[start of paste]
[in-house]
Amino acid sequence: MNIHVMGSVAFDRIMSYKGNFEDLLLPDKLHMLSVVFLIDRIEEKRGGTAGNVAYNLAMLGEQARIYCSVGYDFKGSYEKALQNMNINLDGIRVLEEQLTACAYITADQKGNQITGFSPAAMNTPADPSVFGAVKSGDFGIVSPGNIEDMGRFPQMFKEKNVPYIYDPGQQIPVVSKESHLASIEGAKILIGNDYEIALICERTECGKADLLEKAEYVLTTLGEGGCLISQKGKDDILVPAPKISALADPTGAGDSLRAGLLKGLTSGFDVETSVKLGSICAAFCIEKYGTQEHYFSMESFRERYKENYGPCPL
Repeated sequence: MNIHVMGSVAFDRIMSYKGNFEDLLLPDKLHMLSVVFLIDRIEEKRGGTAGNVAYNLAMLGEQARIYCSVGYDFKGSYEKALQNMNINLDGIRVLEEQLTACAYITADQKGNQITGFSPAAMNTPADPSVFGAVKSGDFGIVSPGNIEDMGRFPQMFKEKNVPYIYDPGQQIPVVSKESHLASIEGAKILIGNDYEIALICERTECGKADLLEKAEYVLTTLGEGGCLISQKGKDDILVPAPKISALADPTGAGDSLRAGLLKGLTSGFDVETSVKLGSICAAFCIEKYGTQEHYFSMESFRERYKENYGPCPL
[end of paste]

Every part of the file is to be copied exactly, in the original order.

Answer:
[in-house]
Amino acid sequence: MNIHVMGSVAFDRIMSYKGNFEDLLLPDKLHMLSVVFLIDRIEEKRGGTAGNVAYNLAMLGEQARIYCSVGYDFKGSYEKALQNMNINLDGIRVLEEQLTACAYITADQKGNQITGFSPAAMNTPADPSVFGAVKSGDFGIVSPGNIEDMGRFPQMFKEKNVPYIYDPGQQIPVVSKESHLASIEGAKILIGNDYEIALICERTECGKADLLEKAEYVLTTLGEGGCLISQKGKDDILVPAPKISALADPTGAGDSLRAGLLKGLTSGFDVETSVKLGSICAAFCIEKYGTQEHYFSMESFRERYKENYGPCPL
Repeated sequence: MNIHVMGSVAFDRIMSYKGNFEDLLLPDKLHMLSVVFLIDRIEEKRGGTAGNVAYNLAMLGEQARIYCSVGYDFKGSYEKALQNMNINLDGIRVLEEQLTACAYITADQKGNQITGFSPAAMNTPADPSVFGAVKSGDFGIVSPGNIEDMGRFPQMFKEKNVPYIYDPGQQIPVVSKESHLASIEGAKILIGNDYEIALICERTECGKADLLEKAEYVLTTLGEGGCLISQKGKDDILVPAPKISALADPTGAGDSLRAGLLKGLTSGFDVETSVKLGSICAAFCIEKYGTQEHYFSMESFRERYKENYGPCPL